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SEARCA Director Gil C. Saguiguit, Jr. described the picture book “as a way of introducing to our young the value and culture of eating rice,” and said it would lead to their learning to appreciate agriculture. “It is good to start them young in terms of their understanding of the importance of this commodity to their family and community’s wellbeing.”

He added, “Rice is what makes the world go round, at least in the Southeast Asia context. The rice crisis some years ago can attest to this. It has triggered the obsession of some countries in the region, the Philippines included, to be rice self-sufficient. It has become a political commodity
on which agriculture-based economics focus their utmost attention.”

Ilaw ng Tahanan launched “The Adventures of Gabby Ghas” at the Manila International Book Fair in 2009. DA-PhilRice also launched the book with a reading session at Megamall in Mandaluyong City. Reading sessions were subsequently held in Los Baños and Calamba City, and at the Museo Pambata and Virlanie Foundation in Manila. IRRI has also hosted reading sessions in elementary schools in Los Baños and neighboring Bay town.

Through the initiative of Education Secretary Armin Luistro, DepEd distributed 6,661 copies of the book for its Library Hub project. 300 copies of the book were distributed by the office of Governor Joey Salceda to public schools in the province, and the APOSS Alumanae Association distributed 60 copies of the book to public schools in Ligao, Albay.

In early 2011, Foundation University (in Dumaguete City) president Dr. Mira Sinco underscored the need for a Visayan version of “The Adventures of Gabby Ghas” to reach pupils and students in Central Philippines. In the translation contest that followed, “Ang mga Sugilanon ug ang Panimpalad ni Gabo Ghas” by Chris Wilson Tacalan, Kendrick Kitane, Rizza Mae Cabato, Jaeram Kirit, and Jeff Jerette Tayrus was adjudged the winner. The young translators were from Siaton Elementary School in Siaton, Negros Oriental.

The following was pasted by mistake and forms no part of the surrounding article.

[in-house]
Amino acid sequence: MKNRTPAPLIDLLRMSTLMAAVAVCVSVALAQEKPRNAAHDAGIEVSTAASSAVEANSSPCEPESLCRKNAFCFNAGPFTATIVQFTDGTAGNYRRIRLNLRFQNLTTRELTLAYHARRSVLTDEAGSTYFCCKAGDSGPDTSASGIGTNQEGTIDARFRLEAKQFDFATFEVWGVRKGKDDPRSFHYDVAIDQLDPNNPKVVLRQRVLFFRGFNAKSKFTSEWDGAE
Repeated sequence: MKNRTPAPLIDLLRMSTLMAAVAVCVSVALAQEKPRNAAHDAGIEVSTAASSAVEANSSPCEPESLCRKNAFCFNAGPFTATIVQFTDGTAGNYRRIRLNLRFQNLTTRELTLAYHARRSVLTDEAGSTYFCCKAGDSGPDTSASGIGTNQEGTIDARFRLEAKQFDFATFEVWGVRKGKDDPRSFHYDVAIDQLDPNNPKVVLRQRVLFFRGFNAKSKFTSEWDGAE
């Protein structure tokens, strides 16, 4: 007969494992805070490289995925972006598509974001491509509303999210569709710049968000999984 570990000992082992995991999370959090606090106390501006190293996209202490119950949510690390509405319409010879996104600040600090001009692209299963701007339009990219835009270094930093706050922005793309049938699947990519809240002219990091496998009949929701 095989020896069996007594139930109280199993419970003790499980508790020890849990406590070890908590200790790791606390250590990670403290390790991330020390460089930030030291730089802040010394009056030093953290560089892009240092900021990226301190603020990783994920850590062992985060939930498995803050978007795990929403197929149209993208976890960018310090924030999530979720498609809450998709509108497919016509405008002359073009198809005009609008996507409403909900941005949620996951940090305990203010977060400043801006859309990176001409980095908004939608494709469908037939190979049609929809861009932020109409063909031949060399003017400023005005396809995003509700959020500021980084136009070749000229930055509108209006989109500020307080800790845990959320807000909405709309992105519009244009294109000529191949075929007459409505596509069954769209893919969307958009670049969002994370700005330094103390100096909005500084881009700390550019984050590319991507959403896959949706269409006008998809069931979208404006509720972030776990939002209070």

Co-published by ARF, SEARCA, DA-PhilRice, and DABAR, the Visayan version was launched in 2012 in Pasig City with Secretary Luistro as guest speaker. In his message, the Education official lauded the project, and suggested having the book translated into other major Philippine dialects.

It was not long before three other versions—Tagalog, Iluko, and Bicol—rolled off the presses. The Tagalog translation, “Ang mga Pagsasapalaran ni Gabby Ghas (Palay-Bigas-Kanin),” was done by Dr. Emil Q. Javier, former UP president and UP Los Baños chancellor.

The Iluko version, “Dagiti Namaris a Padas ni Gabby Ghas (Pagay-Bagas-Inapuy),” was the result of the collective efforts of Alma Campano-Aguinaldo and Maribel Alupay, both of PhilRice-Batac City (Ilocos Norte); Reynaldo Andres of the Mariano Marcos State University; and Dr. Santiago R. Obien of the DA National Rice Program.

The Bicol version, “An Makangalas-ngalas na Agi-agi ni Gabby Ghas (Paroy-Bagas-Maloto),” was by Diana Velarde of the DA-Regional Field Unit-5. A Kapampangan translation is in the pipeline, ARF reported.

For more information, visit Asia Rice Foundation (ARF)

This appeared in Agriculture Monthly’s May 2015 issue.